Elizabeth of Aragon, Museo Colonial de San Francisco. Santiago, Chile

Canonization and Feast Day

Miracles were said to have followed upon her death. She was canonized by Pope Urban VIII on 25 May 1625,[3] and her feast was inserted in the Roman Catholic Calendar of Saints for celebration on 4 July. In the year 1694 Pope Innocent XII moved her feast to 8 July, so it would not conflict with the celebration of the Octave of Saints Peter and Paul, Apostles.[4] In 1955 Pope Pius XII abolished this octave.[5] The 1962 Roman Missal changed the rank of the feast from "Double" to "Third-Class Feast".[6] The 1969 reform of the Calendar classified the celebration as an optional "Memorial" and restored it to the date of 4 July.

Family and Ancestors

She was named after her great-aunt Saint Elizabeth of Hungary, but was known in Portuguese and Spanish as "Isabel." She was the younger sister of King Alfonso III of Aragon and King James II of Aragon. She was also the older sister of King Frederick III of Sicily.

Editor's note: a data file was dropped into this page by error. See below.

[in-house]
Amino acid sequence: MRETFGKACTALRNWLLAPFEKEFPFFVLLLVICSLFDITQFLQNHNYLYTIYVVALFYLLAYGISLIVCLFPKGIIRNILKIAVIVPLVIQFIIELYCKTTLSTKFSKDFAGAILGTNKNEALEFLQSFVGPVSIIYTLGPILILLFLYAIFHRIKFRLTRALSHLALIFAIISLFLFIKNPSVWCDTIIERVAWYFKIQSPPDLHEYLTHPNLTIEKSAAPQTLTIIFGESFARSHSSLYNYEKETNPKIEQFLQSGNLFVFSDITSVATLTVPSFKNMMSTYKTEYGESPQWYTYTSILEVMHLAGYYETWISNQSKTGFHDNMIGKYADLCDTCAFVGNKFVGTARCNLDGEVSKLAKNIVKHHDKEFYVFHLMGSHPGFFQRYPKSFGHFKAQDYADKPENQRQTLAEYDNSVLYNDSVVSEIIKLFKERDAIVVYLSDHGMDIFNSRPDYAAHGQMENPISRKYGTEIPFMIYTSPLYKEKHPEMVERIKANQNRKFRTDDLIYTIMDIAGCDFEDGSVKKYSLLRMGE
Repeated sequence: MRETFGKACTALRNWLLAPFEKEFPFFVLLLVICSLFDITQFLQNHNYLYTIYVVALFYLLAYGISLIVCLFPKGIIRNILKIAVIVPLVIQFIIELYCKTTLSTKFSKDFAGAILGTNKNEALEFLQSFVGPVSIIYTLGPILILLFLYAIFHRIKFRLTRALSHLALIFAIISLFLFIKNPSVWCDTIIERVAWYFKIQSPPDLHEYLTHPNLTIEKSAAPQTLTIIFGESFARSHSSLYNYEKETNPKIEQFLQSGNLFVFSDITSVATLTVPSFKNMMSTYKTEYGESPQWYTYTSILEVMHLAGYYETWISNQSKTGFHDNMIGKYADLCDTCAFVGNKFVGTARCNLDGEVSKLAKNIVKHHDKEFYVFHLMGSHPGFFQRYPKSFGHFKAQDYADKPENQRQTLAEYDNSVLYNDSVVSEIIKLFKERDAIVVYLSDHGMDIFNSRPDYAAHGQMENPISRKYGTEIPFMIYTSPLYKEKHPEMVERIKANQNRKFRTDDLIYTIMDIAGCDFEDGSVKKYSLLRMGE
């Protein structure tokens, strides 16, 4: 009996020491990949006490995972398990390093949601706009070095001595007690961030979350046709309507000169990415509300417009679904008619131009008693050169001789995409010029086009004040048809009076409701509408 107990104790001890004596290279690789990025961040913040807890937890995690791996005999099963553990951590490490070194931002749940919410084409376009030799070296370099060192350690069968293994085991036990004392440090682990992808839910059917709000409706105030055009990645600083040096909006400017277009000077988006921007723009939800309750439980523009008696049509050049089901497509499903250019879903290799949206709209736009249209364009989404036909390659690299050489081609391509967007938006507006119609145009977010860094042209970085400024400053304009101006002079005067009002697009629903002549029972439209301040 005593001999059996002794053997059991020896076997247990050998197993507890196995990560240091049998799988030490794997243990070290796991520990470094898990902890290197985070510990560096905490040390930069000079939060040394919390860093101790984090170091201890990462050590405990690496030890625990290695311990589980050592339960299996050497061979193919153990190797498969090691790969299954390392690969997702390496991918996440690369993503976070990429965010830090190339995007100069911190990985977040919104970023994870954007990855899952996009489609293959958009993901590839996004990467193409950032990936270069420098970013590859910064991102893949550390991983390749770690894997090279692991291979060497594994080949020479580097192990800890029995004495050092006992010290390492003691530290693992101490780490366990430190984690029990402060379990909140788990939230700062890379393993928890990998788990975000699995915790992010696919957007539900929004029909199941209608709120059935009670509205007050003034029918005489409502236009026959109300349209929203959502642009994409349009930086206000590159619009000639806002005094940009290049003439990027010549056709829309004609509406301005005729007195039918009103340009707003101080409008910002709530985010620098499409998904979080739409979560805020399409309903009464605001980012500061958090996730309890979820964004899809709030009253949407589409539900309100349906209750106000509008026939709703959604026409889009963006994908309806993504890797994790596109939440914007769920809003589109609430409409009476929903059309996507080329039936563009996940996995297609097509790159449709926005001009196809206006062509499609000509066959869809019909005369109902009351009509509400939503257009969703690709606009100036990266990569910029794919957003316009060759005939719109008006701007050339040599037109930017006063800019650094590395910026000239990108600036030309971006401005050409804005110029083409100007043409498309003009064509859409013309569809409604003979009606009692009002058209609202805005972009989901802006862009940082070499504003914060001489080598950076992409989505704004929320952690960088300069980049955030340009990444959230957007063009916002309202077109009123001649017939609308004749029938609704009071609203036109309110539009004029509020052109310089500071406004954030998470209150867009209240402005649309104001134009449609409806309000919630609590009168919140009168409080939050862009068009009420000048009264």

Alfonso II of Aragon
Peter II of Aragon
Sancha of Castile
James I of Aragon
William VIII of Montpellier
Marie of Montpellier
Eudokia Komnene
Peter III of Aragon
Béla III of Hungary
Andrew II of Hungary
Agnes of Antioch
Violant of Hungary
Peter II of Courtenay
Yolande de Courtenay
Yolanda of Flanders
Elizabeth of Aragon
Henry VI, Holy Roman Emperor
Frederick II, Holy Roman Emperor
Constance of Sicily
Manfred of Sicily
Manfred II Lanza (?)
Bianca, Countess of Lancia
Bianca Maletta (?)
Constantia of Hohenstaufen
Thomas I, Count of Savoy
Amadeus IV of Savoy
Marguerite of Geneva
Beatrice of Savoy
Hugh III, Duke of Burgundy
Anne of Burgundy
Béatrice of Albon
Preceded by
Beatrice of Castile
Queen Consort of Portugal
Succeeded by
Beatrice of Castile


  1. ^ a b "Lives of the Saints, For Every Day of the Year," edited by Rev. Hugo Hoever, S.O.Cist.,Ph.D., New York: Catholic Book Publishing Co., 1955, p.257
  2. ^ The name given to her in the Roman Missal
  3. ^ Ott, Michael T. (1912). "Pope Urban VIII". The Catholic Encyclopedia. XV. New York: Robert Appleton Company. Retrieved 2007-09-07.  
  4. ^ "Calendarium Romanum" (Libreria Editrice Vaticana, 1969), p. 96
  5. ^ General Roman Calendar of Pope Pius XII
  6. ^ 3rd Class